Truth in vaccine access row can be as tricky to find as a needle

Waning demand threatens efforts to produce vaccine locally so perhaps education is the priority

A healthcare worker prepares a dose of the Pfizer/BioNTech Covid-19 vaccine. Photograph: Mark Felix/AFP via Getty Images

A healthcare worker prepares a dose of the Pfizer/BioNTech Covid-19 vaccine. Photograph: Mark Felix/AFP via Getty Images

 

Vaccine producers came under attack this week from activists looking for at least temporary waivers to help drive wider vaccination levels in low- and middle-income countries around the world.

The protestations of the industry that opening the door to their trade secrets was not required as there was at present a two billion surplus of vaccines and that even the Africa Centres for Disease Control and Prevention had asked that all Covid-19 vaccine donations be paused until later this year because hesitancy and logistical hurdles across the continent were hampering administration were dismissed.

The vaccines in surplus were ones that developed countries were not interested in, not the more successful mRNA vaccines, it was argued. And they were, in any case, perilously close to the end of their useful life when they eventually got to developing countries.

It was, some alleged, almost a contrived logistical roadblock. With proper supply of equipment, expertise and the sort of educational information campaigns that were funded in the richer states – such as Ireland – successful vaccination campaigns were possible in any country.

In truth, there is truth in some of these assertions. However, somewhat inconveniently, it appears that a plant Pfizer was working with in South Africa has now decided to scale back the operation.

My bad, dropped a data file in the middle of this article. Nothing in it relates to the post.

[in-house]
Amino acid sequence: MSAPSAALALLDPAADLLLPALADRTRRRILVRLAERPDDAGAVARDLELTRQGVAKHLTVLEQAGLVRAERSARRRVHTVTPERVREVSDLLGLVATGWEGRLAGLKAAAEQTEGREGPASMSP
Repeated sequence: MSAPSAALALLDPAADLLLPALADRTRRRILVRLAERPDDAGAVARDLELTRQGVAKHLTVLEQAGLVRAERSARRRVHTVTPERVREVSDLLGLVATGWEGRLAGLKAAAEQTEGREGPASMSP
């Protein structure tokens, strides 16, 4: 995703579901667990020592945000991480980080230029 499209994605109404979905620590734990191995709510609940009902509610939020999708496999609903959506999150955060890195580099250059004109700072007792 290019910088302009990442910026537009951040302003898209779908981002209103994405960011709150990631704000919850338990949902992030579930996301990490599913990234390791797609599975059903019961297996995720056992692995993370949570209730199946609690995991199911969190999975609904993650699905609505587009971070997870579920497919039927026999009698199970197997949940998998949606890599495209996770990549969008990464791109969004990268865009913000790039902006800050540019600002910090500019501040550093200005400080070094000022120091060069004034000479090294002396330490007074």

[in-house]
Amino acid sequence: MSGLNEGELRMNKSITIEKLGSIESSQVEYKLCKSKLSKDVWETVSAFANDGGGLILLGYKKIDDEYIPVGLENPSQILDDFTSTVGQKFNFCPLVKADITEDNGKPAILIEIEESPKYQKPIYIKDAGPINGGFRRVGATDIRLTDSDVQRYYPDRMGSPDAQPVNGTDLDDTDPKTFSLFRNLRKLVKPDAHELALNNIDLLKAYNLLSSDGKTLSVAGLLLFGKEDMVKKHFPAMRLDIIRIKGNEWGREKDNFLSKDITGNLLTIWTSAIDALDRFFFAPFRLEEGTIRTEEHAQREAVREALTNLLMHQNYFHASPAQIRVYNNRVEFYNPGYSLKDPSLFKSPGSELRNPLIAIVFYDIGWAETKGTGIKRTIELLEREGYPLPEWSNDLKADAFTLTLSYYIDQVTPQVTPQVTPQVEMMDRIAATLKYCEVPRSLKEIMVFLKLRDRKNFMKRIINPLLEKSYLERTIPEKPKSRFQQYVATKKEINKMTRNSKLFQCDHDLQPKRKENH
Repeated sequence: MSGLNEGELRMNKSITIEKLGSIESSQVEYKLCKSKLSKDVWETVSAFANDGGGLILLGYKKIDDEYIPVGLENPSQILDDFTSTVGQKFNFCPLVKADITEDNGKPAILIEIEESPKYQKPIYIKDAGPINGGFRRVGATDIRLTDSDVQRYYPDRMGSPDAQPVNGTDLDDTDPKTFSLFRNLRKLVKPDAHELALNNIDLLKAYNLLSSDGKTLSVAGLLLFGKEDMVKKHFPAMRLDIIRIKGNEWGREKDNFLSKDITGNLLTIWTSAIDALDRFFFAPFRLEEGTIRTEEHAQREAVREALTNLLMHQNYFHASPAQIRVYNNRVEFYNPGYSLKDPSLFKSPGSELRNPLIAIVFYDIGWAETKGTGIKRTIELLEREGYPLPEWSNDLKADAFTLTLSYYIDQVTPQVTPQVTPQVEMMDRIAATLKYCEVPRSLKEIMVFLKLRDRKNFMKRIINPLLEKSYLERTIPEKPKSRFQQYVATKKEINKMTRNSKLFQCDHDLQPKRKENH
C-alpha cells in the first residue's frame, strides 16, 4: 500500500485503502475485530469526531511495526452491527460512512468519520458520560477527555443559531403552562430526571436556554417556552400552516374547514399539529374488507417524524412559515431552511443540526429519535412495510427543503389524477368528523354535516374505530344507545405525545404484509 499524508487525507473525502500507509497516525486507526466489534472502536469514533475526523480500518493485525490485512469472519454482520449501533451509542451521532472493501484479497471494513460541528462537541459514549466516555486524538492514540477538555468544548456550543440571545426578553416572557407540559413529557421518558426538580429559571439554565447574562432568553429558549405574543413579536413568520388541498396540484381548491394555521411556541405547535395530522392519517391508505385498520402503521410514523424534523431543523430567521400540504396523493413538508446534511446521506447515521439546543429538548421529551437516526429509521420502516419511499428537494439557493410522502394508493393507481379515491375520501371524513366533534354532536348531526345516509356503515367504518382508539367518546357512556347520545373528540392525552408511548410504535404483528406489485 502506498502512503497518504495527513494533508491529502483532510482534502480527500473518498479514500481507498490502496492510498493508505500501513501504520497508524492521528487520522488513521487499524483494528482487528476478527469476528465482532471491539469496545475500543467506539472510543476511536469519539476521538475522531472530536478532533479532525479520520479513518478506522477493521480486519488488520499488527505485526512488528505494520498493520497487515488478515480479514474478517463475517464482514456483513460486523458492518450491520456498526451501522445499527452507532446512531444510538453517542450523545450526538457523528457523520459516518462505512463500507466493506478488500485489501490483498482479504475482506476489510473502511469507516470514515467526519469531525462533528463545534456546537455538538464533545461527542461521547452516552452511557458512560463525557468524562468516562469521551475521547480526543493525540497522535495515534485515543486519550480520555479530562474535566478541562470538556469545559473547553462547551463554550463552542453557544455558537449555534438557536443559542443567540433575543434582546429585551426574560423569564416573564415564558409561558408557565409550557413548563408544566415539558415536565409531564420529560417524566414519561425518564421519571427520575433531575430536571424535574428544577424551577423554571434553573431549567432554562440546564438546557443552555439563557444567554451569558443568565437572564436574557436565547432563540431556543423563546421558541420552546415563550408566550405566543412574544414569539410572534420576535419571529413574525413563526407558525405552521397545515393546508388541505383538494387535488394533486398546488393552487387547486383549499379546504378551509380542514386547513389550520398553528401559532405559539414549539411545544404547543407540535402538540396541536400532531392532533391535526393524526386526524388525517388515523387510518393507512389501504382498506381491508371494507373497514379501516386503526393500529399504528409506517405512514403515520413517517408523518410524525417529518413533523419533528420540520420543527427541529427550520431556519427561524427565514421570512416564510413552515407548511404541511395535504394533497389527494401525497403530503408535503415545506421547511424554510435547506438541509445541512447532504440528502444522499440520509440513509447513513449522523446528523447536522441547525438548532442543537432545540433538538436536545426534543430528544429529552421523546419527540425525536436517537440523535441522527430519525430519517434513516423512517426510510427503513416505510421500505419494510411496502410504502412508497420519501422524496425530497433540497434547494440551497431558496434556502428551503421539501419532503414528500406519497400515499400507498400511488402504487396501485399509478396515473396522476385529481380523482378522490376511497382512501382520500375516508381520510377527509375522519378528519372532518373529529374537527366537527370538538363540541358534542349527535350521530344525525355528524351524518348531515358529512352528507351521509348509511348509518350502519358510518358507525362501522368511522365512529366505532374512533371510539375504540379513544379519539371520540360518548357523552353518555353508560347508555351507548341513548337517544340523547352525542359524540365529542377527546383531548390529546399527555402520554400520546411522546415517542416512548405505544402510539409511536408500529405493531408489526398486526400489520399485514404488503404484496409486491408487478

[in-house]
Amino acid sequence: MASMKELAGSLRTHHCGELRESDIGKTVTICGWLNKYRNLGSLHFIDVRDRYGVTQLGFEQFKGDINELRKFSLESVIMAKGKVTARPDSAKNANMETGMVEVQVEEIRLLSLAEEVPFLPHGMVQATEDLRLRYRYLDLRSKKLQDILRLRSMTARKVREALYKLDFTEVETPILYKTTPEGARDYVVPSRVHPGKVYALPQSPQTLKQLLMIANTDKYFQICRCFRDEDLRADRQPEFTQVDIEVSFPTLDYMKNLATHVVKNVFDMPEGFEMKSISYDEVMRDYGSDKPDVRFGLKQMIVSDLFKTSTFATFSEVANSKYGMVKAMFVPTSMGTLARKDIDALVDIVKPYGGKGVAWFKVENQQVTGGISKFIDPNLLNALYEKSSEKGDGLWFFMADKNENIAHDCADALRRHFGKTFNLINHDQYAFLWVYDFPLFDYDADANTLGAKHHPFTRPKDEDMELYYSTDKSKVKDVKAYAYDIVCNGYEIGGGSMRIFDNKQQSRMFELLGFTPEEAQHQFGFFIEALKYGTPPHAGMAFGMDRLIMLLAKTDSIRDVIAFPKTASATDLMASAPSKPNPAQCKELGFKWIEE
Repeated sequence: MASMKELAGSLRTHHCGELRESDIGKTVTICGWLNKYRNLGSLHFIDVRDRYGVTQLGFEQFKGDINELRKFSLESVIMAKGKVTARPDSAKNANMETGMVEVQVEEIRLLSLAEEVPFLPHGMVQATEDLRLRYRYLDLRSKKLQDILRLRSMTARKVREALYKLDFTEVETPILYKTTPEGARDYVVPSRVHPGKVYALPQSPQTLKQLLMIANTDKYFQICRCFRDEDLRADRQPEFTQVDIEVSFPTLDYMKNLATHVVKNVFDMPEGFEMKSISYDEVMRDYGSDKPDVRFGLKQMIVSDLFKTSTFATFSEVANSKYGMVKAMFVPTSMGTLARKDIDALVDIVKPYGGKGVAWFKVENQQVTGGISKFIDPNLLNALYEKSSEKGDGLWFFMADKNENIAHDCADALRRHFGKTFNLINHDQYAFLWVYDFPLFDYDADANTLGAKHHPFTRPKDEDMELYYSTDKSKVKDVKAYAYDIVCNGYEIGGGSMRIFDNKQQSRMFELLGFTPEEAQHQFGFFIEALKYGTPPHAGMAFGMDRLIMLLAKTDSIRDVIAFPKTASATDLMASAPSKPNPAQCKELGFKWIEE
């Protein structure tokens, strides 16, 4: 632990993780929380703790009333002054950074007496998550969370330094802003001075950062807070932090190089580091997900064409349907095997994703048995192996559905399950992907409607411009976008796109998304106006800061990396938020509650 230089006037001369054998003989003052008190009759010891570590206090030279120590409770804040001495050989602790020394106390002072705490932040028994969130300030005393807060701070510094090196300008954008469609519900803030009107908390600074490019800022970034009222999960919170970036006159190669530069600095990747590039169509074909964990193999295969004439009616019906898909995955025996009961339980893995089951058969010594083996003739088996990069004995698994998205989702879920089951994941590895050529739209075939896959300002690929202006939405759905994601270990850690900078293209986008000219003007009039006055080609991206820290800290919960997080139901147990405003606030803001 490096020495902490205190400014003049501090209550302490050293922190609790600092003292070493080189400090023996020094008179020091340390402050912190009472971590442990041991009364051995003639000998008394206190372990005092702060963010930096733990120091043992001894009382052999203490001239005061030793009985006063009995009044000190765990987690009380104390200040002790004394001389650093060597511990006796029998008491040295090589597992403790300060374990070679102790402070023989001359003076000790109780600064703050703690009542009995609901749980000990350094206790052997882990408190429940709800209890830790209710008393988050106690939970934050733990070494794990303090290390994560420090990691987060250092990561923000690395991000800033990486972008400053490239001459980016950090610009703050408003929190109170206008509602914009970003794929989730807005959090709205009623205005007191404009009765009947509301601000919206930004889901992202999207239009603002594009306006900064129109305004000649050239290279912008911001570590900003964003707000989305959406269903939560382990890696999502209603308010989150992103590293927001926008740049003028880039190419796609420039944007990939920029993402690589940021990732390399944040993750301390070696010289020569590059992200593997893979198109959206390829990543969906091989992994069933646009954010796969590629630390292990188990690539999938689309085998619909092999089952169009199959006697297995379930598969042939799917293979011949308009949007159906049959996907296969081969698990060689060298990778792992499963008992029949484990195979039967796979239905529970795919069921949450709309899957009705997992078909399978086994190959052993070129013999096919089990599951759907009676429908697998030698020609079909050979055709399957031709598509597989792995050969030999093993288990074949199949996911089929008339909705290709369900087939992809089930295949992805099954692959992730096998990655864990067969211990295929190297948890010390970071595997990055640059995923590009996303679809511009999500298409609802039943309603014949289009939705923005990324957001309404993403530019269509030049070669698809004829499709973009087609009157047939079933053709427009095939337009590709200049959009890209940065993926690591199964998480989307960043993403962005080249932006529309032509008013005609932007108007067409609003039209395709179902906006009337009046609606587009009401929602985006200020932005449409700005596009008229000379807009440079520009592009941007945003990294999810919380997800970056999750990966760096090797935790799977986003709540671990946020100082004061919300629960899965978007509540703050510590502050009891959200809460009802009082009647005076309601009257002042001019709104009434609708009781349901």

Pfizer was working with Cape Town-based BioVac Institute on setting up a fill/finish facility for its mRNA jab at a plant run by the South African group. The plan was to produce 100 million doses a year from the facility.

But Morena Makhoana, chief executive of the institute, which is partly owned by the South African government, says waning demand for the shots means that the plants output will be lower.

BioVac was due to be the first southern hemisphere location to use the mRNA technology developed by Pfizer and, its German partner, BioNTech. It had invested 300 million rand (€17.8 million) upgrading the plant to finish the vaccines and keep doses at the required very low temperatures.

Another local supplier, Aspen Pharmacare, which is apparently Africa’s biggest drugmaker, said earlier this month that it may close a line making Johnson & Johnson’s dose in South Africa due to a lack of orders.

“As a manufacturer we are concerned about the picture that’s coming through,” Mr Makhoana said in an interview.

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